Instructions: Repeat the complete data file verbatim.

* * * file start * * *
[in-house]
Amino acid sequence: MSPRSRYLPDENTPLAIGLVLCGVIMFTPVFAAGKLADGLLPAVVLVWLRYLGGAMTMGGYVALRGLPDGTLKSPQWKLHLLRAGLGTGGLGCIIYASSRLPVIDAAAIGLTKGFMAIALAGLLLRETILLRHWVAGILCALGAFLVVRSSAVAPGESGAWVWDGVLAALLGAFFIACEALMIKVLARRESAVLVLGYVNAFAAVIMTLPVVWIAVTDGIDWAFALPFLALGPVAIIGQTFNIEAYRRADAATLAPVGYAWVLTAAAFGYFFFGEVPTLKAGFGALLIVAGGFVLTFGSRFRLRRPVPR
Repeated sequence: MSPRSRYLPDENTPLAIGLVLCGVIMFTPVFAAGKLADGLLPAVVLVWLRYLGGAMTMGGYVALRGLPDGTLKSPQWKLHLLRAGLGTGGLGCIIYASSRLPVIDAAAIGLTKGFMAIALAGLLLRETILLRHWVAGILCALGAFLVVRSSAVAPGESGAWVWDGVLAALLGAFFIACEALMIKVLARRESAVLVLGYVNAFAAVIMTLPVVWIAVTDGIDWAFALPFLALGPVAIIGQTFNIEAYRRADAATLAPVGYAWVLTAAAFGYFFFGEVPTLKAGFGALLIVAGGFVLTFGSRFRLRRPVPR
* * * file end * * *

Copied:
[in-house]
Amino acid sequence: MSPRSRYLPDENTPLAIGLVLCGVIMFTPVFAAGKLADGLLPAVVLVWLRYLGGAMTMGGYVALRGLPDGTLKSPQWKLHLLRAGLGTGGLGCIIYASSRLPVIDAAAIGLTKGFMAIALAGLLLRETILLRHWVAGILCALGAFLVVRSSAVAPGESGAWVWDGVLAALLGAFFIACEALMIKVLARRESAVLVLGYVNAFAAVIMTLPVVWIAVTDGIDWAFALPFLALGPVAIIGQTFNIEAYRRADAATLAPVGYAWVLTAAAFGYFFFGEVPTLKAGFGALLIVAGGFVLTFGSRFRLRRPVPR
Repeated sequence: MSPRSRYLPDENTPLAIGLVLCGVIMFTPVFAAGKLADGLLPAVVLVWLRYLGGAMTMGGYVALRGLPDGTLKSPQWKLHLLRAGLGTGGLGCIIYASSRLPVIDAAAIGLTKGFMAIALAGLLLRETILLRHWVAGILCALGAFLVVRSSAVAPGESGAWVWDGVLAALLGAFFIACEALMIKVLARRESAVLVLGYVNAFAAVIMTLPVVWIAVTDGIDWAFALPFLALGPVAIIGQTFNIEAYRRADAATLAPVGYAWVLTAAAFGYFFFGEVPTLKAGFGALLIVAGGFVLTFGSRFRLRRPVPR